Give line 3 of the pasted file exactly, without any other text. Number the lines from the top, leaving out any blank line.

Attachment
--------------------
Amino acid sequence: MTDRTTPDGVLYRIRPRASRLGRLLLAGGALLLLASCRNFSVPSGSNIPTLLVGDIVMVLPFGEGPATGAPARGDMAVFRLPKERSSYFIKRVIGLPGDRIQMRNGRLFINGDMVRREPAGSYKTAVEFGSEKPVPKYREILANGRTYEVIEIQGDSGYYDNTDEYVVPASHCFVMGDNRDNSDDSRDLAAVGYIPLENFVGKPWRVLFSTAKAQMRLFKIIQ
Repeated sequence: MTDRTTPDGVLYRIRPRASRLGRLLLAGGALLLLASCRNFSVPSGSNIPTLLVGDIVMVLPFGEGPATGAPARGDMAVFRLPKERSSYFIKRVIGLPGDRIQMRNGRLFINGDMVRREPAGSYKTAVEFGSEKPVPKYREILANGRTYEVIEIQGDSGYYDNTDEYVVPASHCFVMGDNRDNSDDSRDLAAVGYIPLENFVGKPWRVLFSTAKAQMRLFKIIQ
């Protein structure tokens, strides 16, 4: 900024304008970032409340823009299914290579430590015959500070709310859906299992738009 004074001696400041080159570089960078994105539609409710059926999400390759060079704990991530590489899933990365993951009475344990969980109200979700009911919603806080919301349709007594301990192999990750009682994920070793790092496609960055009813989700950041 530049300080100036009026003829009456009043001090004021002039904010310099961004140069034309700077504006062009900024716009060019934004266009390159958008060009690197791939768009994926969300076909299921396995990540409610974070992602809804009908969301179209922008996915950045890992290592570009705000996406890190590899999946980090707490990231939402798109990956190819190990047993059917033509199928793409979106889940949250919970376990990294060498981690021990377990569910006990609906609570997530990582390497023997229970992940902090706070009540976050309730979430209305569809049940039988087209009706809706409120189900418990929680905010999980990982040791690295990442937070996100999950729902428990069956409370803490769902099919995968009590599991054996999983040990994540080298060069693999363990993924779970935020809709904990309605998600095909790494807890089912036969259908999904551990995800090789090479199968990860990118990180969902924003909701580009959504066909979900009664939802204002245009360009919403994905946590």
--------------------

């Protein structure tokens, strides 16, 4: 900024304008970032409340823009299914290579430590015959500070709310859906299992738009 004074001696400041080159570089960078994105539609409710059926999400390759060079704990991530590489899933990365993951009475344990969980109200979700009911919603806080919301349709007594301990192999990750009682994920070793790092496609960055009813989700950041 530049300080100036009026003829009456009043001090004021002039904010310099961004140069034309700077504006062009900024716009060019934004266009390159958008060009690197791939768009994926969300076909299921396995990540409610974070992602809804009908969301179209922008996915950045890992290592570009705000996406890190590899999946980090707490990231939402798109990956190819190990047993059917033509199928793409979106889940949250919970376990990294060498981690021990377990569910006990609906609570997530990582390497023997229970992940902090706070009540976050309730979430209305569809049940039988087209009706809706409120189900418990929680905010999980990982040791690295990442937070996100999950729902428990069956409370803490769902099919995968009590599991054996999983040990994540080298060069693999363990993924779970935020809709904990309605998600095909790494807890089912036969259908999904551990995800090789090479199968990860990118990180969902924003909701580009959504066909979900009664939802204002245009360009919403994905946590």